#1
Hi, I'm 24 years old and I've been playing for about 5 years now.. give or take. Struggled at first but once I got over that “hump" I learned very quick. Actually caught up to friends who've been playing for several years within my first year of playing. I even taught myself how to sing, play harmonica and ukulele as well. Eventually moving on to frequently playing open mics and little camp fire gigs. I was known as the guitar man. Brought it, or something musical related with me everywhere.
Recently I got sick with a flu/sinus infection which lasted for a few weeks and I was unable to play or practice. Now that I'm feeling better. I have absolutely no desire to play anymore. It sounds strange, but it's true.
I literally forgot half the songs I knew from lack of practice (most were fairly new to me before getting sick). I could easily relearn them, but every time I try. It feels forced. I'll play through a song or two. Then call it quits for the day.
Part of my reasoning could be that I don't have anyone to jam with. My friends who got me into it no longer play anymore. But that's been the case for quite sometime now. Just doesn't make sense. My dream and passion has been flushed down the tubes.
Not trying to be a Debbie Downer. Just feel the need to vent and seek some advice from other musicians.
Thanks for reading.
#2
Then quit. If you need motivation then you don't want it bad enough and you should be filtered out. Find another hobby.
It may come back to you naturally. It doesn't sound strange. It's this way with most hobbies. People get inspired, it wears off and bores them.

Try listening to new music/bands.
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#3
If you really have no motivation, then I agree with Phazon: quit. Why carry on with something you don't enjoy? You might have just grown out of it. Lots of "dreams and passions" die with adolescence, mostly rightly so. Look back on that period with fondness, happy memories, and move on.

I can understand that losing contact with those you used to play with (and for) is a big factor. A big point of playing music (maybe the only one?) is to play with and for other people. For some, it's enough to noodle away in private, but even they are probably imagining playing for someone else, one day. It sounds as if you learned to play while your friends were also learning - the social aspect is a big motivator. (I know it was for me, way back when...)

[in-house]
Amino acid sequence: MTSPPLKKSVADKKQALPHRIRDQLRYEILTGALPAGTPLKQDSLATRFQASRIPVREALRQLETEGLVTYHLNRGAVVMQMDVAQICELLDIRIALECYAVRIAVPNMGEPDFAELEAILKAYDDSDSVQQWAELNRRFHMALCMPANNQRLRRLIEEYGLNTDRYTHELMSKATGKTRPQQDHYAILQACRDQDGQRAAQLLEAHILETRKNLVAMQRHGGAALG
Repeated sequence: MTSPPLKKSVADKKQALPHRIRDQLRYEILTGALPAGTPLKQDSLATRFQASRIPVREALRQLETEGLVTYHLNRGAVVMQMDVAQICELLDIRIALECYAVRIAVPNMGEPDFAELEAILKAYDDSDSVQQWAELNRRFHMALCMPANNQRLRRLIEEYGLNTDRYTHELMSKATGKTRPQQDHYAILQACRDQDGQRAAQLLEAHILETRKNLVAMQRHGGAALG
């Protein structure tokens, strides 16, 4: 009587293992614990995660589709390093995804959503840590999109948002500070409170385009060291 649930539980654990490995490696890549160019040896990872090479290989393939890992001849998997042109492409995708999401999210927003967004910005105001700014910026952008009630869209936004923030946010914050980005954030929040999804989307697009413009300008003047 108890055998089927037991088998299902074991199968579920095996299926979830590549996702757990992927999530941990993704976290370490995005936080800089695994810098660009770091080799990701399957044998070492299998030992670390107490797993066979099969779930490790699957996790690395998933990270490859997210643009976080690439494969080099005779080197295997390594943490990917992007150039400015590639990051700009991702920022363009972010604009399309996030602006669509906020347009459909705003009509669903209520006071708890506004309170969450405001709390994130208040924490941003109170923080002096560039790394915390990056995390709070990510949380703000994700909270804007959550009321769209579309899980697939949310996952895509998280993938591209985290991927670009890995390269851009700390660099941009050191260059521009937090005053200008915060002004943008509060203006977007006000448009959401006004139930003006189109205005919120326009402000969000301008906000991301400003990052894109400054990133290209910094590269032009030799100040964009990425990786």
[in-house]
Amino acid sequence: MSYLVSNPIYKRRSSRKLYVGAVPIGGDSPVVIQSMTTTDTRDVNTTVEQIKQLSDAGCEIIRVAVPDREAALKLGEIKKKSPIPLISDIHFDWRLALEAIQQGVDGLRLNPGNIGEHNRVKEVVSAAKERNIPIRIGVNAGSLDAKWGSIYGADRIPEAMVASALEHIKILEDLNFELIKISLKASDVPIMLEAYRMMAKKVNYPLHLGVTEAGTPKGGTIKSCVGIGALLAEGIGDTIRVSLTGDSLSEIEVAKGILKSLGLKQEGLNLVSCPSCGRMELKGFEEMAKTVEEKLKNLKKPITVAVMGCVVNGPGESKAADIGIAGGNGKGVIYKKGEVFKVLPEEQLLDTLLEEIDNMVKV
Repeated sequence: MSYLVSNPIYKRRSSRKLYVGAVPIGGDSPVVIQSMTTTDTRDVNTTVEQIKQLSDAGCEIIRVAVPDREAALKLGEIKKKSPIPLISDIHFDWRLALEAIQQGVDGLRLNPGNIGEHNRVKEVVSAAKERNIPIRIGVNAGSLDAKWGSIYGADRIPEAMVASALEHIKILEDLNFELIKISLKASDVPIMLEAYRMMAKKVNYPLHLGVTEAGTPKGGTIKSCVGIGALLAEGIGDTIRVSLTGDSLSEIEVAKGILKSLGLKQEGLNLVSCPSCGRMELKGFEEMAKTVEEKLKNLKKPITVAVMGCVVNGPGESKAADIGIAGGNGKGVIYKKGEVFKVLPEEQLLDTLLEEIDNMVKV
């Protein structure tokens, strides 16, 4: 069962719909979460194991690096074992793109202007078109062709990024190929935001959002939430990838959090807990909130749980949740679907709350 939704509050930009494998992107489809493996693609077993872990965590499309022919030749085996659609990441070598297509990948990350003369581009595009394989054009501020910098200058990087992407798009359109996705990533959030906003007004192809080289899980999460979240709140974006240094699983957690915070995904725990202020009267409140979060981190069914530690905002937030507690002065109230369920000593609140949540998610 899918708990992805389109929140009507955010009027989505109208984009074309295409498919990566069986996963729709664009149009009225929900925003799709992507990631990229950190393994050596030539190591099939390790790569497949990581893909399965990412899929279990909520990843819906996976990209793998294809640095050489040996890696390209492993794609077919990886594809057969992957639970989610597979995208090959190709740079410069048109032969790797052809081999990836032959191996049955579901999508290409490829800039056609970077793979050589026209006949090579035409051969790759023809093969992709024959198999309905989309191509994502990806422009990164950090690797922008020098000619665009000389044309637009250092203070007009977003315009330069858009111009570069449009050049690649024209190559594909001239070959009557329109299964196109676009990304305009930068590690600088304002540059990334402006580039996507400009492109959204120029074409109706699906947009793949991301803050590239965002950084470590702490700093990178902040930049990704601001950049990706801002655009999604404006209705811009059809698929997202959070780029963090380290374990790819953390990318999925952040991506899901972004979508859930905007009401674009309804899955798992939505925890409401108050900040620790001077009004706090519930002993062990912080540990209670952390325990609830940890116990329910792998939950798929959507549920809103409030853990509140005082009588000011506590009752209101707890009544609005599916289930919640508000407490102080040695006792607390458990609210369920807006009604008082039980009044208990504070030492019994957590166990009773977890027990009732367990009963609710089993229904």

If that's at the root of it, then obviously you need to get out and find some others to play with and/or for. But if even that idea no longer appeals, then you really should quit. The world needs no more guitar players, after all.

Keep the guitar, hang it on a wall. You never know....
#4
Try to remember what made you take the guitar in first place. Also remember how you felt when you were playing / singing, before you had this flu. Maybe the lack of practice makes you feel that you suck, which is possible since you had to take a break, but it's only temporary once you get back to it. Also, do something else for a few days, let your mind go other places, think about something else. Then one day it's possible you hear a song, or out of nothing you feel like you want to grab the guitar again. But I'd say take your time, and if that's really what you love, you will naturally find motivation again in not too much time.

Hope it helped.
#5
I think you just need to find someone to play with, just like you said. Forming a band or getting together with someone might just be the best thing for you. If you have enjoyed playing guitar before you were sick, you will be enjoying it in the future after you just climb out of the hole you're in. Don't give up.

I can't really enjoy doing some same thing all the time with the guitar. If I'm playing a lot of songs, after a while I get really bored, but I usually get a bit excited when switching things up by challenging myself with learning music theory (intervals, scales, chords, arpeggios etc.) or ear training or some new technic: something that is completely different and gives me a feeling of going forward with understanding of guitar and music. I usually find some new thing to learn if something old starts to taste like crap.